So, under the consideration that it is the South Indian Neolithic of southern Deccan that could be connected with Dravidian languages and not the Mature Indus Valley Civilisation (who spoke the most likely non-Dravidian language that contributed the substratum to Vedic Sanskrit and used in their seals), it is possible that the ANI element of the speakers of these languages was due to one of the following:

    1. The paleolithic subcontinental people of paleolithic-Iran-related ancestry that we now see in non-Brahmin South Indians who got their very primitive (limited to zebu cattle, sheep and goat pastoralism but not the West Asian neolithic crop package) neolithic signals at a relatively recent point (likely near the end of the Pre-Harappan phase) (again, how not earlier is a major problem with this idea) from the earliest Indus Valley Neolithic and started migrating off into southerly areas from regions like Gujarat perhaps, not having anything significant to do with Indus Valley neolithic and the Indus Valley Civilisation later on (except for the occasional inputs from Indus Valley much later like wheat, barley, cotton, etc. to South Indian neolithic likely through the Northern Deccan Chalcolithic cultures who followed Indus Valley Civilisation culture).

    2. The physical people of the Zagros Neolithic a section of whom physically played an important role in the starting of the Indus Valley Neolithic and it is another section of these physical Zagros descendants that continued into South India via Gujarat and Maharashtra into South India, their languages contributing something to Proto-Dravidian. But this is problematic because the South Indian Neolithic starts very late at 2800 BC. A scenario can be imagined wherein the established Zagros descendants of the Indus Valley Neolithic were disrupted by the arrival of a new people into their region who would eventually become the highly urban Harappan Civilisation people who of course must have spoken a now-lost non-Dravidian language of cotton, bronze, flush toilets and forts vocabulary and this is what prompted the original Zagros people of the Indus Valley to migrate off into South India but I don't know if I can entertain this as I don't know if any discontinuities are seen at that time period of the beginnings of the urban phases from the archaeological record. But still, the absence of established Indus Valley crops in the South Indian Neolithic remains problematic.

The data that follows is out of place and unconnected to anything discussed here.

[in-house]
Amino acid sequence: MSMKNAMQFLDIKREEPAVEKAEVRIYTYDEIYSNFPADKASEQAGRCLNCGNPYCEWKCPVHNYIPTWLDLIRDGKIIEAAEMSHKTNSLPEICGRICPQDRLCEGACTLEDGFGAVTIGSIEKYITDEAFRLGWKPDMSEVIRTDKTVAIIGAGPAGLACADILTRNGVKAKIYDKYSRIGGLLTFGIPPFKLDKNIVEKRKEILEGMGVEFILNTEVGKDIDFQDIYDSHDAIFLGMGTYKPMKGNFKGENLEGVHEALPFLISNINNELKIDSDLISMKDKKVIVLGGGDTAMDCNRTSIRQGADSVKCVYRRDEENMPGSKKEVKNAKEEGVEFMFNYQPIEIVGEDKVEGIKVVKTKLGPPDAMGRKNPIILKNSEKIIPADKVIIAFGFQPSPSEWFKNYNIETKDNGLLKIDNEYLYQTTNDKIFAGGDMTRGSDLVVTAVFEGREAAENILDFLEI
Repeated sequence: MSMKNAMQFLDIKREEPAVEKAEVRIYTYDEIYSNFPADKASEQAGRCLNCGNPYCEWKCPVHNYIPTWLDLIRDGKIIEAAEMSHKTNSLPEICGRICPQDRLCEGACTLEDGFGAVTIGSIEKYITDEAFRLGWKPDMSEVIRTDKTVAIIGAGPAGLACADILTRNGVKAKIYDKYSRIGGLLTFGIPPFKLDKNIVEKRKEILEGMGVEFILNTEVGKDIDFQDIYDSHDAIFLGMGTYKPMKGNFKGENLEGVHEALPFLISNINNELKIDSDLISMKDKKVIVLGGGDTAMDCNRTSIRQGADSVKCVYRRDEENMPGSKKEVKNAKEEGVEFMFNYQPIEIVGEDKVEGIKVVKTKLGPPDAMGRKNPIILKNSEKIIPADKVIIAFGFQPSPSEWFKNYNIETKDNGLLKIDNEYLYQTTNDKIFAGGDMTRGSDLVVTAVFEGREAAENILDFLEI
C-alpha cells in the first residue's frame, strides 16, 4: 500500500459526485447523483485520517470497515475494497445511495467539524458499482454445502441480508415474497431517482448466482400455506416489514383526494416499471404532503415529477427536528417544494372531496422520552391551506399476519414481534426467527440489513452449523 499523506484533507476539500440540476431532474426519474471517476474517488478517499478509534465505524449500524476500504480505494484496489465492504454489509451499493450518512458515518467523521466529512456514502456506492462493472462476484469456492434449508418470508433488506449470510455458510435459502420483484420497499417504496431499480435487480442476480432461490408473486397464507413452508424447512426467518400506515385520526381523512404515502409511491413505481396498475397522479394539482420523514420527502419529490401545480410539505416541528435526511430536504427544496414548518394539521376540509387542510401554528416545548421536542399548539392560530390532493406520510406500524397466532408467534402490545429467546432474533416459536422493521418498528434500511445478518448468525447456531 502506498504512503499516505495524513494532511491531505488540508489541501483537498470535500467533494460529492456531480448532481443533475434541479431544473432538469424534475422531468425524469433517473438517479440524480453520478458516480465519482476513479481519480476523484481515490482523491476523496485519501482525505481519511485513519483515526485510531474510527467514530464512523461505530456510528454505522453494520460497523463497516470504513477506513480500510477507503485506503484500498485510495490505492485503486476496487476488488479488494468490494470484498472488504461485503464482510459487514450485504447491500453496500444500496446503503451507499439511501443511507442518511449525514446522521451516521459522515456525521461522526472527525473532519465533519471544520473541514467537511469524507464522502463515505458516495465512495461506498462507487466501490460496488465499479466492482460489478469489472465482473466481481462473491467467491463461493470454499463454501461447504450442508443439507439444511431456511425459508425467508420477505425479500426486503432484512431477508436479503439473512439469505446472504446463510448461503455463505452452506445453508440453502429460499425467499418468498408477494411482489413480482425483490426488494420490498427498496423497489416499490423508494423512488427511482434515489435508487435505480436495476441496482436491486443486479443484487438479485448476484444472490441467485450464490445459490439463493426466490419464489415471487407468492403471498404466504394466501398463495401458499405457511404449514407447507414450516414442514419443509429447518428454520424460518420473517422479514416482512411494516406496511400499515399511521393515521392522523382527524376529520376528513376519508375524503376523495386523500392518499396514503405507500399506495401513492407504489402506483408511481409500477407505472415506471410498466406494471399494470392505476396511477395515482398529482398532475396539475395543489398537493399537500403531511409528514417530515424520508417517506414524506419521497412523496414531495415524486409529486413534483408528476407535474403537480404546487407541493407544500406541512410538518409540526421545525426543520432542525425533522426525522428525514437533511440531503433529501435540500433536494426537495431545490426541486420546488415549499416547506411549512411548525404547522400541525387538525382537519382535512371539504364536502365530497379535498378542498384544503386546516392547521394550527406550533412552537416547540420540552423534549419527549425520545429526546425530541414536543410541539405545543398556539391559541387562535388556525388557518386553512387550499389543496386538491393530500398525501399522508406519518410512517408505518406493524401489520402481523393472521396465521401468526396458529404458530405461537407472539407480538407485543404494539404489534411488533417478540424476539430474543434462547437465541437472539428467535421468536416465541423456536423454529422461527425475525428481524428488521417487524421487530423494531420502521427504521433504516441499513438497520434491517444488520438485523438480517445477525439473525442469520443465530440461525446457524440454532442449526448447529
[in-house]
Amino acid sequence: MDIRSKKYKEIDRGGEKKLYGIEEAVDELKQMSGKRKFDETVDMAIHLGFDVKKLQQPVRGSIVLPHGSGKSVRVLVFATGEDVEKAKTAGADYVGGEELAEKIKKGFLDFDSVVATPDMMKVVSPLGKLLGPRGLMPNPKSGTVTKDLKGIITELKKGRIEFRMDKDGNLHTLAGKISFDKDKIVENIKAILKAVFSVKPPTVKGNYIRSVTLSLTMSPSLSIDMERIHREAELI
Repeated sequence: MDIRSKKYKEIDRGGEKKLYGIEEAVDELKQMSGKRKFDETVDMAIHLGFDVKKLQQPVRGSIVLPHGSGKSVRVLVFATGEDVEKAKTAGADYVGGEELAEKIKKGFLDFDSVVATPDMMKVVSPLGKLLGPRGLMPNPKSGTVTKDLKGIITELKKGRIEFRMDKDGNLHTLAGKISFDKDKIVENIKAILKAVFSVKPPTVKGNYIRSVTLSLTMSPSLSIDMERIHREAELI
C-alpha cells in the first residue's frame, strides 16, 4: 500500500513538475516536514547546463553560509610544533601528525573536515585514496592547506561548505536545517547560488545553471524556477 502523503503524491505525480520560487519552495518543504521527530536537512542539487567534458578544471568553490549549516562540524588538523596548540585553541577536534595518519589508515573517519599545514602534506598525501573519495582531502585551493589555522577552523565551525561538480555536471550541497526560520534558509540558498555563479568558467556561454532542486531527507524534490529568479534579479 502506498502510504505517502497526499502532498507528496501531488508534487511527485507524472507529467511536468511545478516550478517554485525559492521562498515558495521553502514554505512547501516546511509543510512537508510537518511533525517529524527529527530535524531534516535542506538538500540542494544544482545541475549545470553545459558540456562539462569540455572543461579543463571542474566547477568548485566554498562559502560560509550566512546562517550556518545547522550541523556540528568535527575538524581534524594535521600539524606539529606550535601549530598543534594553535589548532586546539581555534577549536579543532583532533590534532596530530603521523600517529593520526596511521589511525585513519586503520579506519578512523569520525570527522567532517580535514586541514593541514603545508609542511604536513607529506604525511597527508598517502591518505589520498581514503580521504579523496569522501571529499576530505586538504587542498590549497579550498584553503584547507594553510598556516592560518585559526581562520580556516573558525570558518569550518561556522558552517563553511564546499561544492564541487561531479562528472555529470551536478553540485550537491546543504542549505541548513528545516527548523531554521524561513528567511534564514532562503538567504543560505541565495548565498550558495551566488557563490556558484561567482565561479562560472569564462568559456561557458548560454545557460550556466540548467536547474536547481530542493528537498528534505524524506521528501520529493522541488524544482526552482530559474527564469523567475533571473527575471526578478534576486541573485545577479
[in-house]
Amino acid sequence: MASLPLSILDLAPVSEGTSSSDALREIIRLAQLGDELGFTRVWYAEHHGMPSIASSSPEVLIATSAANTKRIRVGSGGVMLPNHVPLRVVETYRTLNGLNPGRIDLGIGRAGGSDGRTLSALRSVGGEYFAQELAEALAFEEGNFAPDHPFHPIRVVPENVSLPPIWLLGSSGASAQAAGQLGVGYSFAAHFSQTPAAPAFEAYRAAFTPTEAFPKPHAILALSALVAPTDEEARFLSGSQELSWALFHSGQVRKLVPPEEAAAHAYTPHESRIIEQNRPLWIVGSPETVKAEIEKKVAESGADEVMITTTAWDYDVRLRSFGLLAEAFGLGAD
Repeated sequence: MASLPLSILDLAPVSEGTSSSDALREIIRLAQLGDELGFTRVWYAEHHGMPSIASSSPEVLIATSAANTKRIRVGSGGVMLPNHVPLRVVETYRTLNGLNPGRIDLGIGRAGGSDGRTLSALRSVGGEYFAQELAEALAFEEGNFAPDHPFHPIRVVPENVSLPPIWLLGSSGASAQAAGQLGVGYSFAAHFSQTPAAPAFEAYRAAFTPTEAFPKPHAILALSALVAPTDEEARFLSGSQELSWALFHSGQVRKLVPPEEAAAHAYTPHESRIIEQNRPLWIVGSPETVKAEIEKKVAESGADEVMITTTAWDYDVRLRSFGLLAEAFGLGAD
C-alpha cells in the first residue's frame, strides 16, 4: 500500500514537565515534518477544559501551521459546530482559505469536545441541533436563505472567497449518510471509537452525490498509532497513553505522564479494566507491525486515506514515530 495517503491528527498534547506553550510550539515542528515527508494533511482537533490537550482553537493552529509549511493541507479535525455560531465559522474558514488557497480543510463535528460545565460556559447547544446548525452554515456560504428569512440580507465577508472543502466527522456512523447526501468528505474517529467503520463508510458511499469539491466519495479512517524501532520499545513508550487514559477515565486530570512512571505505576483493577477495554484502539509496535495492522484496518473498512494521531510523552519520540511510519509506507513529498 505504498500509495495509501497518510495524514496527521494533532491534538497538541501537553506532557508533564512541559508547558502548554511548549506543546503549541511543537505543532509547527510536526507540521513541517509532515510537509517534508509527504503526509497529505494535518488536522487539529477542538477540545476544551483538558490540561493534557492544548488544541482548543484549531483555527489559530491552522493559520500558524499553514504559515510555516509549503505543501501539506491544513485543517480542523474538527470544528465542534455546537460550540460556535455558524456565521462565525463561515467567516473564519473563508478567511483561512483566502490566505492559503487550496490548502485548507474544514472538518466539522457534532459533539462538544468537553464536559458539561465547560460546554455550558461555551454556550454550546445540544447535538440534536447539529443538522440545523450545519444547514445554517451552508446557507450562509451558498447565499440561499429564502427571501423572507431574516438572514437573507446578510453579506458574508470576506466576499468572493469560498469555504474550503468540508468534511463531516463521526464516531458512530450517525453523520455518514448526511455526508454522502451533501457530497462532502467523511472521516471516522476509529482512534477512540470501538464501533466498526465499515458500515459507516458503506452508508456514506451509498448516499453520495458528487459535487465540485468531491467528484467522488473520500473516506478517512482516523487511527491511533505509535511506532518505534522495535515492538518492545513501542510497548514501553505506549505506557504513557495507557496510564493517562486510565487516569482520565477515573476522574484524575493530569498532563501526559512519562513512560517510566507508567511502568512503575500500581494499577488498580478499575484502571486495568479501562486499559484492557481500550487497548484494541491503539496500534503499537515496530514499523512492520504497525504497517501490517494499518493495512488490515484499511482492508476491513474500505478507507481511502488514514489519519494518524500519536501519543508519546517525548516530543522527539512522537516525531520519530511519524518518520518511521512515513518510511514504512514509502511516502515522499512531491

Of course under the happier consideration that the assumption of ANI presence a must in language spread may be false, it can be easily thought of as illustrating one case of an ASI "victory" over the ANI groups in terms of the language shift to Dravidian by these ANI groups. But this might definitely have its own problems of course, perhaps like non-Brahmin South Indian high castes showing significantly more non-Indo-European ANI than low castes. (also, castes not referring to the traditional Indo-Aryan caste structure, but something pre-Aryan the nature of which I'm also not aware of)(Could anyone please confirm if this is true?) (Also, the high ASI of Dravidian-speaking-tribes I personally speculate to have been a result of a recent Dravidianisation event of a second, pure group of ASIs in the deep south by the iron-age linguistically well-differentiated Dravidian speakers of the ANI+first ASI variety.)

    Also, all my considerations above generally revolve around one of the focal points (the other one being no cultural and likely no linguistic similarities between the Mature IVC and the Dravidian Iron Age and South Indian Neolithic) that the typical West Asian neolithic package crops were absent in the earliest stages of the South Indian Neolithic. This could be explained in a variety of other ways than the incomplete-neolithicisation-of-a-paleolithic-Indian-ANI idea that I talked about above, they are:

    1. West Asian winter crops of wheat and barley do not grow in South India and thus may have been absent from the archaeological record of the Southern Neolithic. In this case, I'm almost back to square one though I still consider it likely the Dravidian-speaking-ANI who carried the neolithic signals could not have spoken a language related to the Mature IVC.